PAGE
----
Murphy, who defeated Joan Perry in the Republican primary runoff on July 9, has campaigned on his support of President Donald Trump (R) and has described himself as a consistent conservative. He has highlighted his work as a doctor and state legislator.
Thomas won the April 30 Democratic primary and has emphasized economic development, small-town revitalization, and improving access to healthcare.
The 2017 Cook Partisan Voter Index for this district was R+12, meaning that in the previous two presidential elections, this district’s results were 12 percentage points more Republican than the national average. This made North Carolina’s 3rd Congressional District the 108th-most Republican nationally.

Ninth Circuit panel limits nationwide injunction of Trump administration immigration rule

On August 16, a panel of judges on the U.S. Court of Appeals for the Ninth Circuit ruled that a federal district court went too far when it granted a nationwide injunction against a new federal immigration rule.
What happened?
The Ninth Circuit upheld the injunction, which blocks enforcement of a rule, within the bounds of the Ninth Circuit (Alaska, Arizona, California, Hawaii, Idaho, Montana, Nevada, Oregon, and Washington) but held that the nationwide scope of the injunction was not supported by the record. The panel said that the district court did not explain why it believed a nationwide injunction was necessary in this case.
How did we get here?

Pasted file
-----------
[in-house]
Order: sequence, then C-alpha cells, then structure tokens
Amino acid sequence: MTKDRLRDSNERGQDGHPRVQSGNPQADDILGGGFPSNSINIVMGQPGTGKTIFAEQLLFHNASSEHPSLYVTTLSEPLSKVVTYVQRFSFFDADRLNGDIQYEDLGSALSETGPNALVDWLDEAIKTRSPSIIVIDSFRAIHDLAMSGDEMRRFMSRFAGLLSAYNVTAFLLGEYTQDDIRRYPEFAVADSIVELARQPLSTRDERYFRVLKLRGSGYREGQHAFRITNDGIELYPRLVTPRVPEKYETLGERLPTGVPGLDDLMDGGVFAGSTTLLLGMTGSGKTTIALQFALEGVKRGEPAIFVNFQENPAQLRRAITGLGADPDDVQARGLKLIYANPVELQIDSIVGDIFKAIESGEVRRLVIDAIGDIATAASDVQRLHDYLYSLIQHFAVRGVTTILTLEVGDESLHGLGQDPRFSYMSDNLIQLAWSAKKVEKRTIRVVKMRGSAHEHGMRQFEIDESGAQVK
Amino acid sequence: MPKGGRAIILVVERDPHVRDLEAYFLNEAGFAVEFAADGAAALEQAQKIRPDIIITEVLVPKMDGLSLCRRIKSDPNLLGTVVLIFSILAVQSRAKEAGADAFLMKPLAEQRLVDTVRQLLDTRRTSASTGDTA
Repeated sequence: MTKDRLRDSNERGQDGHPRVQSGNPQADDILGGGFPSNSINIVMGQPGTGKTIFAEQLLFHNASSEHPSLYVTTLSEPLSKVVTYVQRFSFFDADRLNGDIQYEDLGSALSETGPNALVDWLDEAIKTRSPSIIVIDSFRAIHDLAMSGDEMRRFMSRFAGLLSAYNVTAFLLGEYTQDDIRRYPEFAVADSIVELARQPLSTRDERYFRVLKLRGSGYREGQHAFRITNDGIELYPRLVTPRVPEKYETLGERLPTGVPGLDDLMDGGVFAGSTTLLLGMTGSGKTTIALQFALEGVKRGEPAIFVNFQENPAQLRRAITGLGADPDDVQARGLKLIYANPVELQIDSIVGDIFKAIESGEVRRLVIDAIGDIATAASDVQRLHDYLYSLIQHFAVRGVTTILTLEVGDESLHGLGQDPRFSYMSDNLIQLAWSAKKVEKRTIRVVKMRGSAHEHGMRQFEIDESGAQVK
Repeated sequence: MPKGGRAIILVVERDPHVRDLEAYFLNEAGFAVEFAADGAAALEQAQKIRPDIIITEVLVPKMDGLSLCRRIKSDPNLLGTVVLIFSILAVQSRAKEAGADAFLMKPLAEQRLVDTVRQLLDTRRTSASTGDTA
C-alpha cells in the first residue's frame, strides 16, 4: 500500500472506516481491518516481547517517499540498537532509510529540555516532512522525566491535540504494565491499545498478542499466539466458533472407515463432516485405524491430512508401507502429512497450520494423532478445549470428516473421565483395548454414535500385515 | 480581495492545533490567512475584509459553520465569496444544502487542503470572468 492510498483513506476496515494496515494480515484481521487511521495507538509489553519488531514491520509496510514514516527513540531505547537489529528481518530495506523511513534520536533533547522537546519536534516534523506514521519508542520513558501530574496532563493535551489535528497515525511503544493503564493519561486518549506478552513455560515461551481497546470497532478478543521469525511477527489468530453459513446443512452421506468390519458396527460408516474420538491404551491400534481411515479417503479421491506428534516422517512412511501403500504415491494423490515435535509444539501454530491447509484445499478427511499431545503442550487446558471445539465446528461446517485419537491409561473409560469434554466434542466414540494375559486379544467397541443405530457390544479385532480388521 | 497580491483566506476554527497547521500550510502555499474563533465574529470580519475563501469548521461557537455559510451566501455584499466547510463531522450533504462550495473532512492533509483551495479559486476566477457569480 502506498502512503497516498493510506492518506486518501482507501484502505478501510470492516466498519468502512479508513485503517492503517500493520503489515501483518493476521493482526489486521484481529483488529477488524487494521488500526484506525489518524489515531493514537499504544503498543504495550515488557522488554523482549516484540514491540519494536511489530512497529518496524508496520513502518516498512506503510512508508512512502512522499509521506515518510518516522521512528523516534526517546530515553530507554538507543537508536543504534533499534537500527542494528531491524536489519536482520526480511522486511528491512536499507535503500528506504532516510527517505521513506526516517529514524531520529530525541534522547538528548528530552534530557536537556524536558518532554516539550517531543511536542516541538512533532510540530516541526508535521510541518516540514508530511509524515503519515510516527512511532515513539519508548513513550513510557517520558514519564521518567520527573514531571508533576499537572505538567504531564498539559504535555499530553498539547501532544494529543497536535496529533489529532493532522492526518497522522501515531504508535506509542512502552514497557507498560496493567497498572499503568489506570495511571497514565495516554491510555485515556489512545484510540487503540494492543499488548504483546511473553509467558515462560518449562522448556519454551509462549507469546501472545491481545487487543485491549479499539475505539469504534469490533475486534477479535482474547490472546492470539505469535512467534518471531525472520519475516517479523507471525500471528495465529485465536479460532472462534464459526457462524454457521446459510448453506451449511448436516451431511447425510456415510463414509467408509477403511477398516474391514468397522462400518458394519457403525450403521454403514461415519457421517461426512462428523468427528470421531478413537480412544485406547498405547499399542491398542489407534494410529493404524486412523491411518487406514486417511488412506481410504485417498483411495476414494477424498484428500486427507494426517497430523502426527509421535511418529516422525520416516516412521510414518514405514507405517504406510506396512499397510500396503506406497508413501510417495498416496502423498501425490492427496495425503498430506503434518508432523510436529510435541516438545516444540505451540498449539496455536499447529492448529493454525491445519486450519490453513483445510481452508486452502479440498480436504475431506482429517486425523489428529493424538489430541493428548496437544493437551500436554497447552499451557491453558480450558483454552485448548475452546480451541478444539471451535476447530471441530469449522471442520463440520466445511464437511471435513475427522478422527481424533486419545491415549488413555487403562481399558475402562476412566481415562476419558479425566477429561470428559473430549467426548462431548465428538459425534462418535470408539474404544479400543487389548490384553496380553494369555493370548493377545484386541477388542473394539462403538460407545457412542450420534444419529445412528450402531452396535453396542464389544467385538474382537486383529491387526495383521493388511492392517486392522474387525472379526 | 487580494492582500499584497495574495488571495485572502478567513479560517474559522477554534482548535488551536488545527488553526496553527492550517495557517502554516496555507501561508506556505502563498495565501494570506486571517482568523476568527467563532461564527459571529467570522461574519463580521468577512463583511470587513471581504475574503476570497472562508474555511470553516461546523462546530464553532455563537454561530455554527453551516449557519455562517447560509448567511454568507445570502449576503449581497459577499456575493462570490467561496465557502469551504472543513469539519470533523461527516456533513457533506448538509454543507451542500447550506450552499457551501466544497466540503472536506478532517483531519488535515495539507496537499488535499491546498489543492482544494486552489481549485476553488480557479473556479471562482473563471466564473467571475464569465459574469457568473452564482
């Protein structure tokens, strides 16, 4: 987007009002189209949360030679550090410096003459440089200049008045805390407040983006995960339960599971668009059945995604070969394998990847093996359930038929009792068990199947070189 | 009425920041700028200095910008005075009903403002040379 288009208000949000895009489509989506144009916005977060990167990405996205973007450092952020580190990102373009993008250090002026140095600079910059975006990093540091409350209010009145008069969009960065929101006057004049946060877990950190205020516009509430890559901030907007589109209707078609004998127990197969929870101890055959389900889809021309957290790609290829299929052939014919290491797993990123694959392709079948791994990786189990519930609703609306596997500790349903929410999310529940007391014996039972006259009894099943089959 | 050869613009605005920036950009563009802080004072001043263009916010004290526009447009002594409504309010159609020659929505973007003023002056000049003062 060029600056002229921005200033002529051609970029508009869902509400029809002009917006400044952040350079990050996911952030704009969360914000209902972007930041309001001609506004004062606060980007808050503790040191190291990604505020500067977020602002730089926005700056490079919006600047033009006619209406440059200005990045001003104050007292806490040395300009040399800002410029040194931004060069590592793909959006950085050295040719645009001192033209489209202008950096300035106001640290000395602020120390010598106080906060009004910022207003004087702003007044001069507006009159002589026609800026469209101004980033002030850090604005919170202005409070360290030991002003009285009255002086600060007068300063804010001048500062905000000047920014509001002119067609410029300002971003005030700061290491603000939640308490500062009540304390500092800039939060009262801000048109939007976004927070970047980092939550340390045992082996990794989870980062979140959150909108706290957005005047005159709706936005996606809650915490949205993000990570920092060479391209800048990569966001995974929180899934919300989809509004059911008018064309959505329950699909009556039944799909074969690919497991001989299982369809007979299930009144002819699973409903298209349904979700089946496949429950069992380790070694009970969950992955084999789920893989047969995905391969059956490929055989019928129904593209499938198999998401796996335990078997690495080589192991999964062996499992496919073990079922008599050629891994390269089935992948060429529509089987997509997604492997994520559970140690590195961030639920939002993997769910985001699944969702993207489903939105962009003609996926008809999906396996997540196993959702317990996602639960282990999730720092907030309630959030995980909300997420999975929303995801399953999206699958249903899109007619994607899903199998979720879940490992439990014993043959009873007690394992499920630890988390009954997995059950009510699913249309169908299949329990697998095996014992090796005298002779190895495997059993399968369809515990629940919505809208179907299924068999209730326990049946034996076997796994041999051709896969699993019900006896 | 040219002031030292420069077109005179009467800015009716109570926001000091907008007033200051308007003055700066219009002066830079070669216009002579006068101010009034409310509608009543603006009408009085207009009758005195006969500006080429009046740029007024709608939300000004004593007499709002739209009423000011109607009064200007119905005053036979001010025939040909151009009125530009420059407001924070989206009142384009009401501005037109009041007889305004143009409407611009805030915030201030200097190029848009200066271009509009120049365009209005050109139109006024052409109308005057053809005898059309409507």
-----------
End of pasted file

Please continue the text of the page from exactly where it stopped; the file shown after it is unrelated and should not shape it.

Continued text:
On July 24, 2019, Judge Jon Tigar, on United States District Court for the Northern District of California, issued a nationwide injunction to block a Trump administration rule while court challenges to the rule move forward.
The interim final rule, issued by the U.S. Department of Justice, U.S. Citizenship and Immigration Services, and the U.S. Department of Homeland Security on July 16, aims to deny asylum to people who travel through another country and fail to file for asylum there before applying in the United States.
The agencies argued that immigration enforcement challenges on the southern border allowed them to issue the new asylum rule under the Administrative Procedure Act’s (APA) good cause exception to notice-and-comment procedures. The good cause exception allows agencies to issue rules without waiting for public comment if those procedures would be “impracticable, unnecessary, or contrary to the public interest.” The agencies also argued that they could skip notice-and-comment procedures because the rule involved a “foreign affairs function of the United States” and procedural delay could have negative international consequences.
Judge Tigar argued that the agencies did not show that a public comment period would have undesirable international consequences and that the rule fails the arbitrary-or-capricious test. Under that test, judges invalidate rules that are an abuse of discretion or not in accordance with law.
What happens next?
The Ninth Circuit panel asked the district court to reconsider the reasons supporting a nationwide injunction and scheduled future arguments in the case for December 2019.

This time next year, we will be between Democratic and Republican National Conventions

In just under a year, the Democratic National Committee (DNC) will hold its presidential nominating convention in Milwaukee, Wisconsin, from July 13-16, 2020. A little over a month later, the Republican National Committee (RNC) will meet in Charlotte, North Carolina, from August 24-27, 2020. At both conventions, delegates will select their party’s presidential nominee and vote to adopt a platform outlining the party’s priorities and values.